When motocross and heavy metal obsessed, thirteen-year-old, Jacob’s increasing delinquent behavior forces CPS to place his little brother, Wes, with his aunt, Jacob and his emotionally absent father, Hollis, must finally take responsibility for their actions and for each other in order to bring Wes home.
During June, we 2014 version of our annual series: 30 Days of Screenplays.
Why 30 screenplays in 30 days?
Because whether you are a novice just starting to learn the craft of screenwriting or someone who has been writing for many years, you should be reading scripts.
There is a certain type of knowledge and understanding about screenwriting you can only get from reading scripts, giving you an innate sense of pace, feel, tone, style, how to approach writing scenes, how create flow, and so forth.
We did 30 Days of Screenplays in 2013 and you can access each of those posts and discussions here. This time, we’re trying something different: I invited 30 GITS followers to read 1 script each and provide a guest post about it.
Today’s guest columnist: Claudia Blanton.
I jumped on the chance to review Dallas Buyers Club as I am a huge fan of the movie, it’s intriguing cast, and the background it risen from. As a child of the 80′s I remember the fear that the AIDS crisis brought with it, and how the views on this disease was that of initial prejudice. We could go into a deep discussion of the subject matter, and choice of actors to portray the characters – those imagined and based on real people, but that would not be a point to be made here.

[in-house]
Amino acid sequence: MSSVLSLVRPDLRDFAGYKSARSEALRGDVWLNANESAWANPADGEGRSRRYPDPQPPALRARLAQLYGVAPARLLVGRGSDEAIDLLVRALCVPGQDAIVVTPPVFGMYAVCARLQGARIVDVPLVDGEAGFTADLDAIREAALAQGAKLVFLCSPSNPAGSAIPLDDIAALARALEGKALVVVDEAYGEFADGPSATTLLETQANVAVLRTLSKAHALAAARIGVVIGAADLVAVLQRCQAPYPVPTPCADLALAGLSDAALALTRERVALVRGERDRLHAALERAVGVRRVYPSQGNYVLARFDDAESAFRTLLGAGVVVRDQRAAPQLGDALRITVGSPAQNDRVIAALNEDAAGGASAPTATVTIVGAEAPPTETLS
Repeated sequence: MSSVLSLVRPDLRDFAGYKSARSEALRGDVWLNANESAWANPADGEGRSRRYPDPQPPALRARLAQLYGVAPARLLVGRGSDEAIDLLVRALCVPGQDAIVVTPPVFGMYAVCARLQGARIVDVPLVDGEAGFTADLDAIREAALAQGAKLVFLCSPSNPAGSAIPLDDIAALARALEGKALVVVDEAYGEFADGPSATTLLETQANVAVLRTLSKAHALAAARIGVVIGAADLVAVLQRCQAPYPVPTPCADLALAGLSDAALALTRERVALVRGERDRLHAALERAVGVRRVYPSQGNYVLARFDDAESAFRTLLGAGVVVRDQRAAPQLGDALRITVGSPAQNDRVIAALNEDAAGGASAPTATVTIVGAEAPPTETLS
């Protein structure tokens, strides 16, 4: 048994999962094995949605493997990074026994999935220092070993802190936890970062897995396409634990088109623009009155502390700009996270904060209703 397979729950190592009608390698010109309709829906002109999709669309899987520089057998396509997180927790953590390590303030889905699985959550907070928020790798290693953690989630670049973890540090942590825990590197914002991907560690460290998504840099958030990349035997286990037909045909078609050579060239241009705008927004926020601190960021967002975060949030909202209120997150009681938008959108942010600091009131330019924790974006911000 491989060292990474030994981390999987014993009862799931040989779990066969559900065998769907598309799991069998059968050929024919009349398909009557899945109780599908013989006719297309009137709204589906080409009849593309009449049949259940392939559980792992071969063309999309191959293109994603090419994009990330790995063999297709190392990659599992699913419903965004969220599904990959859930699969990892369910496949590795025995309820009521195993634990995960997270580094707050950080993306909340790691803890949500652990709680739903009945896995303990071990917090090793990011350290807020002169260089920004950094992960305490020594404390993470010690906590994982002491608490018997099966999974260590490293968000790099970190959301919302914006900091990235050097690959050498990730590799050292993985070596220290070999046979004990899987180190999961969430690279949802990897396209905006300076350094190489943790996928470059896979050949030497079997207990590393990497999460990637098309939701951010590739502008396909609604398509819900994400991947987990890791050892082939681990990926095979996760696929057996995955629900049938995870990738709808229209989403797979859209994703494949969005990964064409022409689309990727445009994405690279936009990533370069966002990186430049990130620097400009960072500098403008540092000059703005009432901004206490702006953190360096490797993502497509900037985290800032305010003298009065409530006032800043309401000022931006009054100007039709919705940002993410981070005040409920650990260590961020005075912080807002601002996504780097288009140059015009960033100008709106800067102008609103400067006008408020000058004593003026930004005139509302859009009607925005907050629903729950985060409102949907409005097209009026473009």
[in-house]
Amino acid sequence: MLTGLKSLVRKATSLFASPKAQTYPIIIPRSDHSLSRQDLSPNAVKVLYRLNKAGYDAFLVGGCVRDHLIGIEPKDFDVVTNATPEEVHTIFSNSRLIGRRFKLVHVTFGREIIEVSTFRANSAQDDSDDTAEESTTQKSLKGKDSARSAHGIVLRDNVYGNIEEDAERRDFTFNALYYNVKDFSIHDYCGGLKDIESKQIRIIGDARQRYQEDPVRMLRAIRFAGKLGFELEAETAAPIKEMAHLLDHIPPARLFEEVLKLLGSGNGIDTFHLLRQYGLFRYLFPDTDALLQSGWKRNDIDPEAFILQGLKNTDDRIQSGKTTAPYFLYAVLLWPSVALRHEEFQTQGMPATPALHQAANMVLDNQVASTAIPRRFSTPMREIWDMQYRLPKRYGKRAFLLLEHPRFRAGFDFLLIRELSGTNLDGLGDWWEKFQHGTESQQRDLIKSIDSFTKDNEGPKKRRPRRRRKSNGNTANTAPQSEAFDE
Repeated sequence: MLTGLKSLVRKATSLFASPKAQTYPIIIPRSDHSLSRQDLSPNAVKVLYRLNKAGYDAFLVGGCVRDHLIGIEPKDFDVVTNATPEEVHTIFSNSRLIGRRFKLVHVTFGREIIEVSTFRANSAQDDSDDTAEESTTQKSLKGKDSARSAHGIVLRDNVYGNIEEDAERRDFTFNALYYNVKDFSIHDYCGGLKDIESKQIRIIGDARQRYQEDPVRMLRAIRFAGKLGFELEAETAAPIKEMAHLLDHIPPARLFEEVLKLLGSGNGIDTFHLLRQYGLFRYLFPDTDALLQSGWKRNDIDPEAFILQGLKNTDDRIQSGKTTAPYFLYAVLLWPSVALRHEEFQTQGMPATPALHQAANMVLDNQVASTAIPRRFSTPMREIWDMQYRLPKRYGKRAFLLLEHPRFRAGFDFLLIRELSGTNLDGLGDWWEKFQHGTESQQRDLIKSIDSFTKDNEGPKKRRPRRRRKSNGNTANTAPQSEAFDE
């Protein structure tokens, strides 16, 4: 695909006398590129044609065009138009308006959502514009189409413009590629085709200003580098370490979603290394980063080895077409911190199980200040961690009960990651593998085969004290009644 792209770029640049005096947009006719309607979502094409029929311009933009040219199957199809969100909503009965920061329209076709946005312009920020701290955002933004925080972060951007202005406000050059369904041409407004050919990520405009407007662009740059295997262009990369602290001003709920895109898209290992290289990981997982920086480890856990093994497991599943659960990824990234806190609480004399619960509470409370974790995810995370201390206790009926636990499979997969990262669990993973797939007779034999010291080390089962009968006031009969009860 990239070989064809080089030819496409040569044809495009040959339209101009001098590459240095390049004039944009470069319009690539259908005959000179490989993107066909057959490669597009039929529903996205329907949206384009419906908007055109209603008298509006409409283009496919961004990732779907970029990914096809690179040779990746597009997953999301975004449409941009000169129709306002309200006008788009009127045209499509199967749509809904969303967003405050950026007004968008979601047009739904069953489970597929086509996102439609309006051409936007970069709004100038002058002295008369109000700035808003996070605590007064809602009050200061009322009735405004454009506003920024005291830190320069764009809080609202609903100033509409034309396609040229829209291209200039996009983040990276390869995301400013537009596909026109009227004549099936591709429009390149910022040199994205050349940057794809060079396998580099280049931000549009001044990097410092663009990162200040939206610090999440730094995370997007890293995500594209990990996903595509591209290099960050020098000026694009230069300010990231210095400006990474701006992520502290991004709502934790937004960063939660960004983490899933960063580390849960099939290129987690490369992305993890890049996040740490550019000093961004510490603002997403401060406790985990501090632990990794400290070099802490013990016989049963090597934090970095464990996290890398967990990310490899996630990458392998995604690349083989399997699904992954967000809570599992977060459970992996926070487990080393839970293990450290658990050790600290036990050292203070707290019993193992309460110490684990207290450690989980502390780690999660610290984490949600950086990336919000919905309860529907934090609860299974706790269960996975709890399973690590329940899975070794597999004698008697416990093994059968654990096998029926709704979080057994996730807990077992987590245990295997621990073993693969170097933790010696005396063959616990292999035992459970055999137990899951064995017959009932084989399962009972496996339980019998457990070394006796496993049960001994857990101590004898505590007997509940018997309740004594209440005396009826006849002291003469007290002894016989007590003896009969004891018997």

With the above in mind, and the fact that I have watched the movie several times, this analysis was a privilege.
Title: Dallas Buyers Club [download a PDF version of the script here].
Writing Credits: Craig Borten, Melisa Wallack
IMDB rating: 8.0
IMDB plot summary: A fight for survival for a homophobic Texas electrician, Ron Woodroof, after being diagnosed with the HIV virus, in 1985. Battling for his rights to use alternative treatments, he takes on the medical establishment, and the FDA, while aiding fellow HIV -positive people to acquire the same treatment, via his Dallas Buyers Club. Assisted by an unlikely alley, Rayon, who is a transsexual woman, he manages to improve his health, and that of others, despite a constant run in with the FDA.
Tagline: Dare To Live
Analysis: The script aimed to make Ron Woodroof as authentic to the 80′s with it’s homophobic views on HIV and AIDS as possible. They succeeded in that endeavor, not sugar coating his outbursts toward the LGBT community, not censoring who he really was. He grows, gradually and gently in a person who find some respect for the people that he views as so foreign and different then him, but not in a sentimental way, and rather via interactions via the members of his Dallas Buyers Club, and most of all because of Rayon. His alienation throughout the story from the life he used to live gives him a taste how it is to be an outsider, one of THEM, rather then a member of a societal group he grew up in.